India’s educated states could not do the magic, which Naxalbari did

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India's educated states could not do the magic, which Naxalbari did
India's educated states could not do the magic, which Naxalbari did

The village in Darjeeling is ‘peaceful’.

Praloy Kumar Mondal, a policeman guarding the polling station at Bengaijote Primary School, did not want to be photographed as two red flags with a hammer and sickle fluttered in the background, less than 10 metres from the polling booth. Mr. Mondal said that despite much persuasion by polling agents and the police, local people refused to remove these two flags in front of the seven red columns next to the school located amid lush paddies.

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The columns hold the busts of Lenin, Mao Tse Tung CPI(ML) founder Charu Majumdar and those killed on May 25, 1967. They serve as a reminder that this nondescript village, which falls under West Bengal’s Darjeeling district and Lok Sabha constituency, is the birthplace of Naxalism in the country.

There are 906 voters registered at this polling booth and till the polling came to an end on Thursday evening, as many as 827 (more than 90%) had exercised their franchise. Bapi Dhar, the Block Development Officer of Naxalbari, said that polling in the entire block was about 78%.

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One of the voters, Ashwini Barman, now in his 60s, said he had faint memories of the Naxal movement but maintained that the area hardly has seen any disturbance and remains very peaceful. “This area is very peaceful. You can see the agents of all parties, the CPI(M), the Trinamool, the BJP, sitting side by side,” he said.

Locals who came to vote at the Bengaijote Primary Sschool had different names for the memorial. To some it was Naxal Mandir (Naxal temple), a group of elderly women Anita Barman and Kalpana Barman thought said that the memorial was built by Indira Gandhi. However, the memorial was actually raised by a faction of the CPI-ML, local activists said. For two first-time voters, Sujit Barman and Kamal Kishore Barman, the people depicted in the busts were that of country’s freedom fighters. Both the young men said that their primary concern was jobs and that they had voted for a “national party”.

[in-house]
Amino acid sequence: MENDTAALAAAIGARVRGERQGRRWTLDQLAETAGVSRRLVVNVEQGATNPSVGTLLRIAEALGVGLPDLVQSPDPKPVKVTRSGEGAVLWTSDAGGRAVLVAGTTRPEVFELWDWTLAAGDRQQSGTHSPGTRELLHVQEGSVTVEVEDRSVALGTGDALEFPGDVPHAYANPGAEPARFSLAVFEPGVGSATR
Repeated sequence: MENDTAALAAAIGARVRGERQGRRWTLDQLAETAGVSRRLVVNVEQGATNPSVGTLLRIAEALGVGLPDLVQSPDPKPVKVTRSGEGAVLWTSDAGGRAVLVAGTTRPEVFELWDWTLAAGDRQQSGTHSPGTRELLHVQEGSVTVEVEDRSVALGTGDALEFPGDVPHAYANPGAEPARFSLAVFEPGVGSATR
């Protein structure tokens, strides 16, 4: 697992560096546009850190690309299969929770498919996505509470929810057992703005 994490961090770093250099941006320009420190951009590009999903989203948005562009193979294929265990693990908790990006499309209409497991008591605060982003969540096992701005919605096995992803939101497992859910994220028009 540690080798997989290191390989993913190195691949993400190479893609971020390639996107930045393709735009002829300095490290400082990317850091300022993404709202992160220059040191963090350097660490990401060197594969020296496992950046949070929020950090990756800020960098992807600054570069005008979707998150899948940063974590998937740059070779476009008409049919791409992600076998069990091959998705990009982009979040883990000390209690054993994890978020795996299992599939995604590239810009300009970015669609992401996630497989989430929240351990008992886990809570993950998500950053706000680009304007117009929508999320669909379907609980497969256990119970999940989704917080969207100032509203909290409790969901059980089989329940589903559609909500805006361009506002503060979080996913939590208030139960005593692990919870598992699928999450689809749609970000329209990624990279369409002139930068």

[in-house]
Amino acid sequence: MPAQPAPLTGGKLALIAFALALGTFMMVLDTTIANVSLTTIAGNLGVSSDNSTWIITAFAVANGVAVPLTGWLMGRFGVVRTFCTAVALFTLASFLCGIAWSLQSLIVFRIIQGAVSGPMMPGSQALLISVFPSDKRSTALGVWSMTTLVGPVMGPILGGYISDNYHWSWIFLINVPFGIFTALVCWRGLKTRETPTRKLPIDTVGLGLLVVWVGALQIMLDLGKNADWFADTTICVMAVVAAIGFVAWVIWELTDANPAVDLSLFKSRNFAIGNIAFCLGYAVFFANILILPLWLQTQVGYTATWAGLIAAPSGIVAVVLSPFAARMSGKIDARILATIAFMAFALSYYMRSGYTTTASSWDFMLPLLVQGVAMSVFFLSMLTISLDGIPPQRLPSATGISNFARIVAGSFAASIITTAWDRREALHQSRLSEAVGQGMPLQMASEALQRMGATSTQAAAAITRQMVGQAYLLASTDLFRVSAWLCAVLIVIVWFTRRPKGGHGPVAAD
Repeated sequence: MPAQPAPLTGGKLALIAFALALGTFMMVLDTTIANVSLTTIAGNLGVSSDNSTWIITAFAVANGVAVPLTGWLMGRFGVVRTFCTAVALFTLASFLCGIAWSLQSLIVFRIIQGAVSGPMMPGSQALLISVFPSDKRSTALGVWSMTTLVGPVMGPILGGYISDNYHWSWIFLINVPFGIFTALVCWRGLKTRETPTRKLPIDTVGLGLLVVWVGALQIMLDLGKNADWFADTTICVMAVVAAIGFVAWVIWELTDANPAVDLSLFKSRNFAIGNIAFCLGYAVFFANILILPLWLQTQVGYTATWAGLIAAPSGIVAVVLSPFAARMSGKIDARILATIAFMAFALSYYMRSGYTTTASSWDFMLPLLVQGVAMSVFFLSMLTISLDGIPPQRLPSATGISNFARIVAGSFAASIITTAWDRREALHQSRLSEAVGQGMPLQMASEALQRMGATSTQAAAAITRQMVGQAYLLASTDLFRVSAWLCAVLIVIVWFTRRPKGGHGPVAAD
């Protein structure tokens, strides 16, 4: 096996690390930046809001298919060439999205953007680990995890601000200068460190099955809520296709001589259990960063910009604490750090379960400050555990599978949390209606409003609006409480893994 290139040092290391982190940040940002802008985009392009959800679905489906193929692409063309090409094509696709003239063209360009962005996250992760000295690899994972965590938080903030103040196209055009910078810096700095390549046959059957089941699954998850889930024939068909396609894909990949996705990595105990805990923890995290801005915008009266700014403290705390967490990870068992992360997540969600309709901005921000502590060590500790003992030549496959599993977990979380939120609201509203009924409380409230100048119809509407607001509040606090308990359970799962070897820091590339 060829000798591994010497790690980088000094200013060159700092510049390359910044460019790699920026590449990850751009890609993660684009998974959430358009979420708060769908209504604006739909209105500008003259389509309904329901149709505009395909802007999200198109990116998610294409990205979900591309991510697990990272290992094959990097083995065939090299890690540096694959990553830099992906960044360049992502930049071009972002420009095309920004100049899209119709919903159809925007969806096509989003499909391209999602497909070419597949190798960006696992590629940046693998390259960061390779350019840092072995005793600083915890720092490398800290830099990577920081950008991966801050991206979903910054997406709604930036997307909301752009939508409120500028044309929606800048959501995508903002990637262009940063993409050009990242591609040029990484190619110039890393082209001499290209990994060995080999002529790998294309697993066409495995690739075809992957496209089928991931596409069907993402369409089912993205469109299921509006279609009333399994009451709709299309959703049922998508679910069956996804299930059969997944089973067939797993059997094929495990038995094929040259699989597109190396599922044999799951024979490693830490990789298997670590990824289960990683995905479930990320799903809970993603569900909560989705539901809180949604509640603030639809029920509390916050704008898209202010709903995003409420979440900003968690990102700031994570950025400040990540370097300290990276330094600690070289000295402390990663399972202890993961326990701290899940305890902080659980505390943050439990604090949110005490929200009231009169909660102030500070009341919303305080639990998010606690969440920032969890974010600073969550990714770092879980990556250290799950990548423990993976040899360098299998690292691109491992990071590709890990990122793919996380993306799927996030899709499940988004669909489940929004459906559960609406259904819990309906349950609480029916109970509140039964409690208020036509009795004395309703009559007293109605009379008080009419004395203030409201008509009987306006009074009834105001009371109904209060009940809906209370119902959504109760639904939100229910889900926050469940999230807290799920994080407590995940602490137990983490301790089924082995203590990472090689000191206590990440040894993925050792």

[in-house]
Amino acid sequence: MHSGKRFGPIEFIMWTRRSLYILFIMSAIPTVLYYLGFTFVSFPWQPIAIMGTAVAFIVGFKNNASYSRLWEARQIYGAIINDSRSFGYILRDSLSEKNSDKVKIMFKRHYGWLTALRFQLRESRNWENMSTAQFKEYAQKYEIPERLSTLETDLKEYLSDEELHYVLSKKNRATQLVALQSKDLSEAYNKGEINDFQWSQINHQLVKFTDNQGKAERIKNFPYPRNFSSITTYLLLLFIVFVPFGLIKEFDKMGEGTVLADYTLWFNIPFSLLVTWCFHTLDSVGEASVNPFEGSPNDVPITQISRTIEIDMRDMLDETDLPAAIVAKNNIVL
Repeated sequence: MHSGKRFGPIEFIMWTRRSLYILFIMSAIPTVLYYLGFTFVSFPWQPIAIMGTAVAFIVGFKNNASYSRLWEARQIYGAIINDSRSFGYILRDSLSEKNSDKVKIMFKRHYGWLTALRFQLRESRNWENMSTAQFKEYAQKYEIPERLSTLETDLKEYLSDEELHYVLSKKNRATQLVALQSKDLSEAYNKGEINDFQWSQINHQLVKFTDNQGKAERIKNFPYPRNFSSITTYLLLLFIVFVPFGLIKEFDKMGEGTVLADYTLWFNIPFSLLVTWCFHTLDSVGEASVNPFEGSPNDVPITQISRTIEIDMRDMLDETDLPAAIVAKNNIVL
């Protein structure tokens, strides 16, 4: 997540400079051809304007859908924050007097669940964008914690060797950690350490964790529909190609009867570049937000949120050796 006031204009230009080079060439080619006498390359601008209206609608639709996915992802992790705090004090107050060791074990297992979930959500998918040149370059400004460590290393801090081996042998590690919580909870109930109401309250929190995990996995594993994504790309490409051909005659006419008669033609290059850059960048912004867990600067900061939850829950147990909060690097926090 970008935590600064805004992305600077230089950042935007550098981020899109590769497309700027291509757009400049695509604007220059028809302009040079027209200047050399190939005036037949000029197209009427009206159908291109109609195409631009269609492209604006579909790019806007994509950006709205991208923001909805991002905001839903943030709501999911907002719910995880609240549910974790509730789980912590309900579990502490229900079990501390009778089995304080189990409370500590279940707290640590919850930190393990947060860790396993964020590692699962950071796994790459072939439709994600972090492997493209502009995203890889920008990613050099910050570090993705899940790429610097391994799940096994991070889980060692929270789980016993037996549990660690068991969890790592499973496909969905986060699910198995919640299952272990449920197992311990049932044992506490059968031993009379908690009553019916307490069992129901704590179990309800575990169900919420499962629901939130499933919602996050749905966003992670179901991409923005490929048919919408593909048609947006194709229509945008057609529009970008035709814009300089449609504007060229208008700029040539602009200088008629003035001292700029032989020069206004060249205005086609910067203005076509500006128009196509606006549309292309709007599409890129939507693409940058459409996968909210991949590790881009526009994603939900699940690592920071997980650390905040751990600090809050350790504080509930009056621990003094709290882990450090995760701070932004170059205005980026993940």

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In the adjoining village of Hatighisa, 76-year-old Shanti Munda is one of the last surviving persons who took part in the peasant revolt of Naxalbari in 1967. She has contested the Assembly polls on CPI(ML) ticket in 1982 and 1987, and said she was not shy of voting.

“Boycotting polls serves no purpose,” said Ms. Munda, once an aide of Naxal leader Kanu Sanyal.

Despite the high polling percentage there are a few who swear by Charu Majumadar and refuse to vote.

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Pawan Singh, sat outside his house on Thursday morning seeing people go to the polling booth. Though his house is less than 100 metres away from the polling station,the 85 year old refused to vote. “Why will I vote and whom will I vote? Nobody has followed the ideology of Charu Majumdar,” Mr Singh said. He is the son of Dhaneshwari Devi, one of 11 persons killed on May 25, 1967 when police opened fire on a farmers’ rally at Naxalbari not far from the memorial. One of columns of the memorial also had name of Dhaneshwari Devi engraved on it.

A number of two wheelers, bicycles and motorbikes have been parked next to the memorial by those who have come to cast their votes. Surprisingly, some of these vehicles have have saffron flags fluttering.

Basanta Oraon and Man Badhur Chettri drove a motorbike has not only a saffron flag but a flag with Lord Ram engraved on it. “The place may have a history of Naxal movement, there might be red flags around but the future here is saffron,” Mr. Oraon and the group of young men who came to vote with him said

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